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The Grangerfords and Shepherdsons offer up LOTS of irony.
First, no one even knows what the feud is about! No one can remember! Buck thinks that maybe his grandpa would remember, but he's not even sure of that! This feud can serve to teach us that 1-there are better ways of solving issues than through violence and that 2-be careful in getting so wrapped up in something that you forget what the reason is behind your actions and it teaches Huck that although people can look and act one way in one situation, they can be heartless and cruel in another.
The church scene is doubly ironic--the two feuding families attend church together---and they are carrying guns...definitely NOT what you'd expect from someone in a place of worship. Secondly, the sermon is on BROTHERLY LOVE. After the sermon, both sides of the feud comment on what a great sermon it was...and then proceed to kill each other!
This whole thing, to me, is Twain's commentary on HYPOCRISY! In particular, religious hypocrites--the people that go to church on Sunday and then break every commandment for the rest of the week!
In this novel, Huck is usually a pretty laid-back kid who is great and going with the flow and rolling with the punches(to use a couple of cliches). He gets upset about things every once in a while, but gets over them quickly and moves on with his life. However, the feud between the two families really leaves him upset. He gets caught in a huge battle, a battle that he feels responsible for because of his role in the love affair between Miss Sophia and Harney. Usually quite verbose and talkative, Huck states this of the battle: "I don't want to talk much about the next day. I reckon I'll cut it pretty short." Later he says,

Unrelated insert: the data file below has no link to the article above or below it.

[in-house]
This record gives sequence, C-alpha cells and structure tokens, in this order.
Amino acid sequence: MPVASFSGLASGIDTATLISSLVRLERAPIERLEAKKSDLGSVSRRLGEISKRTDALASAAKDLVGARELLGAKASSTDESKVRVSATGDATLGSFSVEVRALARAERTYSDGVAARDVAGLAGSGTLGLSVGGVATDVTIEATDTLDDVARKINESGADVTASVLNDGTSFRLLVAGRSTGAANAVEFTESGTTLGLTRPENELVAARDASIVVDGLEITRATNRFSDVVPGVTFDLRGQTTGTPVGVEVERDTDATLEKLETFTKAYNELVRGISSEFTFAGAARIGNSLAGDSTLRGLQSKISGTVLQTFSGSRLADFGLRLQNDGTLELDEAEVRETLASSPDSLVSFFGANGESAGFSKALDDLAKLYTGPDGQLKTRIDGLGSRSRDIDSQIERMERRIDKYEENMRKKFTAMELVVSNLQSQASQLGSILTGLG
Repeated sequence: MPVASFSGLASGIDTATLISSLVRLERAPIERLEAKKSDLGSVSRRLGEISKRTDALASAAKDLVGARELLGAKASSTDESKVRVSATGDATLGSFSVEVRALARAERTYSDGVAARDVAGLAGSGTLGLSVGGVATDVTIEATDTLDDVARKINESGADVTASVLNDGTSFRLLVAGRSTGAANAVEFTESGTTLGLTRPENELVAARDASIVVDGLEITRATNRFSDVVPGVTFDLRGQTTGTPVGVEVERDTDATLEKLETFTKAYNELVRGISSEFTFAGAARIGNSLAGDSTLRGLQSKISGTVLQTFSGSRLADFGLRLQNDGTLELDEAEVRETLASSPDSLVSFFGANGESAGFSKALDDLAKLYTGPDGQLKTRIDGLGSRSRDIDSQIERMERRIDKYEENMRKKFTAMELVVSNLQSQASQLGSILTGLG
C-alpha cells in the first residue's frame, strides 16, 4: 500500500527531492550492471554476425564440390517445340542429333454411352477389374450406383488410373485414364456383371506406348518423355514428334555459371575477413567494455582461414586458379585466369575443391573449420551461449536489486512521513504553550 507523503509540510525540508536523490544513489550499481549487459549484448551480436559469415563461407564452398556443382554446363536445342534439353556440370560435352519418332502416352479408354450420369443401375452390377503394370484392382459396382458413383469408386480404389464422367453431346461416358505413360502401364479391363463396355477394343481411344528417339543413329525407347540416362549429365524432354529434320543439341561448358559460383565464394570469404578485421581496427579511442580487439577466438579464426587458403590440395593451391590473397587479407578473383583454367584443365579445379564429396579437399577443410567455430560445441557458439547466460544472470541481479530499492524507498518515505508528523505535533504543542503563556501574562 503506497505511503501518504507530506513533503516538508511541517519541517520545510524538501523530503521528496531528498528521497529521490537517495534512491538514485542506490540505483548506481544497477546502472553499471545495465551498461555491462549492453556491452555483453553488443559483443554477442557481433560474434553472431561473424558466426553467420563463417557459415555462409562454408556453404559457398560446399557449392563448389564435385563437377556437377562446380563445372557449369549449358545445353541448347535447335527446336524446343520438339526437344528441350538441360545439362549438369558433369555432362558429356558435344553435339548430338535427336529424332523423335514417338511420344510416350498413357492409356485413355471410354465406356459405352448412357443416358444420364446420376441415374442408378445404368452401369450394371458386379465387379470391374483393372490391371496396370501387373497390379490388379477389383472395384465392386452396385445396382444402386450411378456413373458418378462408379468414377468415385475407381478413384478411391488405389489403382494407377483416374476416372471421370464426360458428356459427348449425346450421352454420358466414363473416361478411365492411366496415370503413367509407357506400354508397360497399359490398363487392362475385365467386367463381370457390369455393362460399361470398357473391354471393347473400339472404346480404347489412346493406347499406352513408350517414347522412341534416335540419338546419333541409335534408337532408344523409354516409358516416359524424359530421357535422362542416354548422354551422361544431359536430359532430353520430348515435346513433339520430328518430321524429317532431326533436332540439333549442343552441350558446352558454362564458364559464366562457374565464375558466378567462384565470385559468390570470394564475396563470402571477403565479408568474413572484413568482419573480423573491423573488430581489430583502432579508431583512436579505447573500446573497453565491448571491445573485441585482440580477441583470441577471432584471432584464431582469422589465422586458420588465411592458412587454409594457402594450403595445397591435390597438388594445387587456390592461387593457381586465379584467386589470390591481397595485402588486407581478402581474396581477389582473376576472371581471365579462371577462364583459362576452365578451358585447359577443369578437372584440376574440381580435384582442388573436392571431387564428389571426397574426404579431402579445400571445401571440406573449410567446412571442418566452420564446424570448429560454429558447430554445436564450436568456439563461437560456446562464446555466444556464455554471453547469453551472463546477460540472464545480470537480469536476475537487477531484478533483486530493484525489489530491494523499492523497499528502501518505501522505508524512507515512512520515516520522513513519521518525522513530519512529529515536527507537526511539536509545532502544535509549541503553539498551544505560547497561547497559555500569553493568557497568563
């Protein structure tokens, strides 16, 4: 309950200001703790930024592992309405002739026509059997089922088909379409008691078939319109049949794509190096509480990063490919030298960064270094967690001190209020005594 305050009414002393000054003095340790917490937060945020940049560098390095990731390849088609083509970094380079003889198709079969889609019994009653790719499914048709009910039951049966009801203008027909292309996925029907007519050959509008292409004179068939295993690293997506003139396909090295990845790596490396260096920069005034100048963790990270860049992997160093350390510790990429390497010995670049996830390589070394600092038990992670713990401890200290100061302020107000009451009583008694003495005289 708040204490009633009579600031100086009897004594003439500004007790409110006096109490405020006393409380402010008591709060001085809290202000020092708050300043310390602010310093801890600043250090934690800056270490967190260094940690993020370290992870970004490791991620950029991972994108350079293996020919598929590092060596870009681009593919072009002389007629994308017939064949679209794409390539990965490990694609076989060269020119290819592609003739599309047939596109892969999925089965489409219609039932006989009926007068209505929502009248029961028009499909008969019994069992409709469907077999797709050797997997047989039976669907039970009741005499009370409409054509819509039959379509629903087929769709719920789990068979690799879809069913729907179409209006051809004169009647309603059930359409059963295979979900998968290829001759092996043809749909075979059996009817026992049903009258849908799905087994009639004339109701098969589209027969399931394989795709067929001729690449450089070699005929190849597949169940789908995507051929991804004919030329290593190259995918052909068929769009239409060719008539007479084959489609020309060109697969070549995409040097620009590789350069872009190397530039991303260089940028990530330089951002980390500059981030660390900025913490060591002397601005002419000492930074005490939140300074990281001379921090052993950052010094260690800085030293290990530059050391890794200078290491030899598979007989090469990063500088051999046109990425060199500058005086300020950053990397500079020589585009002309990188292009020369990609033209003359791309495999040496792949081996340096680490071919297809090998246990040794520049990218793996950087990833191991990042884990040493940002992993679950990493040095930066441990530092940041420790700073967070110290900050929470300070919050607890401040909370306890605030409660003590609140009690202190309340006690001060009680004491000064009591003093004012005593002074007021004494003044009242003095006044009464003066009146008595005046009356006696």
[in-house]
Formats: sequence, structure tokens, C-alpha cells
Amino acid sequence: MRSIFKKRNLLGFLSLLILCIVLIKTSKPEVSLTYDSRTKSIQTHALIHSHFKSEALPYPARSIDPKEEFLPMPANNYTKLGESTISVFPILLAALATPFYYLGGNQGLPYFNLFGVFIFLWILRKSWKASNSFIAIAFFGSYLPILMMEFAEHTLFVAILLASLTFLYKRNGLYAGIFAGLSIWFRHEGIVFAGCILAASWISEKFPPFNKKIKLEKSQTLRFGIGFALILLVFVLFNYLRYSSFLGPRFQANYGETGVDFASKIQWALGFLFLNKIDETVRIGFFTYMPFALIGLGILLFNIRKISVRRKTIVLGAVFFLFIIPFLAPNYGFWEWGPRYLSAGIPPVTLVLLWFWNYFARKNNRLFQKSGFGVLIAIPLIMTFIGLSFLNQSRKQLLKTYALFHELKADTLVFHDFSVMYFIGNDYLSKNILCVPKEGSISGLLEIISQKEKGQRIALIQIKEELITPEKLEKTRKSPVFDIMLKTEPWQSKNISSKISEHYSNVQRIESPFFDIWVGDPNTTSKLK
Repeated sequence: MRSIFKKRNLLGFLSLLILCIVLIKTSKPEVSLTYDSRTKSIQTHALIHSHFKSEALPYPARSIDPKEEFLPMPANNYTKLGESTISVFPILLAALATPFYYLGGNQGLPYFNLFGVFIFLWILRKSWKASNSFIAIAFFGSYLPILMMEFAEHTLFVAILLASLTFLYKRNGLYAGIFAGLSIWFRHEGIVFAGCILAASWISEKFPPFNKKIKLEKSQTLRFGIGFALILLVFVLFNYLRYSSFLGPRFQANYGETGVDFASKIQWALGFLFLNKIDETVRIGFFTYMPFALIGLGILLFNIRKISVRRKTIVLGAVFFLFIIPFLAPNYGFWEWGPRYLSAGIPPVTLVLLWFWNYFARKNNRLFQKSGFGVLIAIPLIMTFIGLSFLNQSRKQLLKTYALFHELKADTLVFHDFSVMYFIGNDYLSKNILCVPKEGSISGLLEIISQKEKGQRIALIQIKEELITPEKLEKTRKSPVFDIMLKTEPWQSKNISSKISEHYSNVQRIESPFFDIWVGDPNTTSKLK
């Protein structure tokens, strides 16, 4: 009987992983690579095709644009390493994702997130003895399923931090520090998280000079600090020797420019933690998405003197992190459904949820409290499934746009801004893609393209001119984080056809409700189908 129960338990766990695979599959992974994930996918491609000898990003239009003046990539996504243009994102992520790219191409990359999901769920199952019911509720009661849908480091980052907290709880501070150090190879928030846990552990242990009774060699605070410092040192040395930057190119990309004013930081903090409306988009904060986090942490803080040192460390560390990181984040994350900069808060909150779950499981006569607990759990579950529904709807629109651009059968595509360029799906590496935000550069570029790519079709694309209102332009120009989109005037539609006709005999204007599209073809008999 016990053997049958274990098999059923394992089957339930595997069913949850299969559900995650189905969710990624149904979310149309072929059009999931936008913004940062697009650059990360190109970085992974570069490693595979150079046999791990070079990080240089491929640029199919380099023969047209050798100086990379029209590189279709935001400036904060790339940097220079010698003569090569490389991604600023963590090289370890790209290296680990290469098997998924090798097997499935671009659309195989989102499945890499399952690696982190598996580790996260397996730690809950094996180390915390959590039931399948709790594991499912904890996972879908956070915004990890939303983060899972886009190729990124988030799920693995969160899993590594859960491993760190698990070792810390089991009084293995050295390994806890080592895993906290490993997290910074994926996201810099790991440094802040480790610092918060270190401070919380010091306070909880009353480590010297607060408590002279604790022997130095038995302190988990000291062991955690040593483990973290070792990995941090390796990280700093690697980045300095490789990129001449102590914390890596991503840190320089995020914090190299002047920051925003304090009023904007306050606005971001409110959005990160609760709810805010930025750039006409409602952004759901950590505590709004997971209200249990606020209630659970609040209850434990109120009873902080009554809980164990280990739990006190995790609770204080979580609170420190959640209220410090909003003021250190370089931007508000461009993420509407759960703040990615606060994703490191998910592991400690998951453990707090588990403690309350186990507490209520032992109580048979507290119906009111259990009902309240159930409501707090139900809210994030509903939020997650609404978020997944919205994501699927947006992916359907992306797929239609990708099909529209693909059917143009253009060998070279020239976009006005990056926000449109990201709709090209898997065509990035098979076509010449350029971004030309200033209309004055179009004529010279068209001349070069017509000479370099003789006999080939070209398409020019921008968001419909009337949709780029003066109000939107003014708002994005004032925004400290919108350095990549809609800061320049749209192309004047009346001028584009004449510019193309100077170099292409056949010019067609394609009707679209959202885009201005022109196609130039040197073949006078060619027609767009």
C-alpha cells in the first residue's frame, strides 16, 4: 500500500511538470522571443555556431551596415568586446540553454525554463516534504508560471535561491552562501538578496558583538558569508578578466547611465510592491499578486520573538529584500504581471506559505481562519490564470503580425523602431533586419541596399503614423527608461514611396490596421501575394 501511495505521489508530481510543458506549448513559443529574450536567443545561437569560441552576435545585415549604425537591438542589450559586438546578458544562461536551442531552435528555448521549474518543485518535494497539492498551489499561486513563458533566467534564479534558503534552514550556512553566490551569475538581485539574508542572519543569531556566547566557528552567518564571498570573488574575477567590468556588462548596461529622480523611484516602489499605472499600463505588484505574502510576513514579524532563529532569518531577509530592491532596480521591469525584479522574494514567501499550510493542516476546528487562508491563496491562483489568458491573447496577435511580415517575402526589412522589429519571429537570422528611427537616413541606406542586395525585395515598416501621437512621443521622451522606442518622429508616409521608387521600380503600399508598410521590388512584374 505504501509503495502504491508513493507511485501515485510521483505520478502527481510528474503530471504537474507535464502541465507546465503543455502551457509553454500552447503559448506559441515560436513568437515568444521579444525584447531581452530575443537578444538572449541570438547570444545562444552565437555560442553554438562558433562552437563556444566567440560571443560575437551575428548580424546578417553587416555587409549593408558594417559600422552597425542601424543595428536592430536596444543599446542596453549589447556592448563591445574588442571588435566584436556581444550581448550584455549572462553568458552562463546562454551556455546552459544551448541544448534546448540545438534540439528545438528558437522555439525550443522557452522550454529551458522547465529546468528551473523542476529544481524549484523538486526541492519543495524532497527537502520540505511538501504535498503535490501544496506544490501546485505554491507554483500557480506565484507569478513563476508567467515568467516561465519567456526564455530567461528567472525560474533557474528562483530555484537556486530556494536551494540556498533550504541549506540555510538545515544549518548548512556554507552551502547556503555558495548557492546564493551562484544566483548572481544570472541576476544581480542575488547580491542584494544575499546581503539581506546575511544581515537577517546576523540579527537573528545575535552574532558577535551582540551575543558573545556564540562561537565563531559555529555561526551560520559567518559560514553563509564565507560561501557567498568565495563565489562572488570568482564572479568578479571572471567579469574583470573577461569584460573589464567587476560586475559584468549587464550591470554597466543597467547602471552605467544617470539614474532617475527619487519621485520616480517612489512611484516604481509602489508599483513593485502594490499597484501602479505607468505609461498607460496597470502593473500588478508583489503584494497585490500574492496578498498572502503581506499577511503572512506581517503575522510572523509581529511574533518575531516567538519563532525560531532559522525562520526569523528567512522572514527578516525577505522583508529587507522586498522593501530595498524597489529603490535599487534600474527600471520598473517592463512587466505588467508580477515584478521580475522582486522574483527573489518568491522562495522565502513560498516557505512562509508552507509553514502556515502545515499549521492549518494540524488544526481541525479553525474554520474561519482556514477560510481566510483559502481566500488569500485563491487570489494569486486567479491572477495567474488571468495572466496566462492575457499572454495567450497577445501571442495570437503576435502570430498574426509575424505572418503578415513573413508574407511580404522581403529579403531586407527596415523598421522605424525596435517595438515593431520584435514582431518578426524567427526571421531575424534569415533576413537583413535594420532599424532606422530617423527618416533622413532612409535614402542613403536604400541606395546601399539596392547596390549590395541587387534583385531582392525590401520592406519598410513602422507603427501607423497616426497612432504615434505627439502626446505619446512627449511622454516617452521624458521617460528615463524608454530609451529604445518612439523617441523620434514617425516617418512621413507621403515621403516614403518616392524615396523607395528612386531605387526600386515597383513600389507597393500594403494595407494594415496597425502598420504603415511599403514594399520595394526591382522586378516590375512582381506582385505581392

"I ain't a-going to tell all that happened-it would make me sick again if I was to do that. I wished I hadn't ever come ashore that night to see such things. I ain't ever going to get shut of them-lots of times I dream about them."
Huck learns a great lesson about the reality of violence. In the beginning of the book we see him and Tom Sawyer's "gang" planning all sorts of heists and murders, like it is a barrel of giggle and kicks. They discuss murder like it's a game. In this chapter, Huck is thrown right into the middle of the real thing, and learns quickly just how serious it is. Twain, usually humorous and sardonic in his writing, takes a break for a bit to let Huck be really disturbed by the fighting that is going on. The feud itself reflects a real-life Hatfield/McCoy feud that was highly publicized and glorified during Twain's time; this chapter could be his way of saying that people's lives are not something to glorify or morbidly dwell on, as the public was in his time. We too can learn a lesson from it, that reading about violence or watching it in movies, or even playing at it in games, is nothing like the real thing, and we should not take death so lightly.
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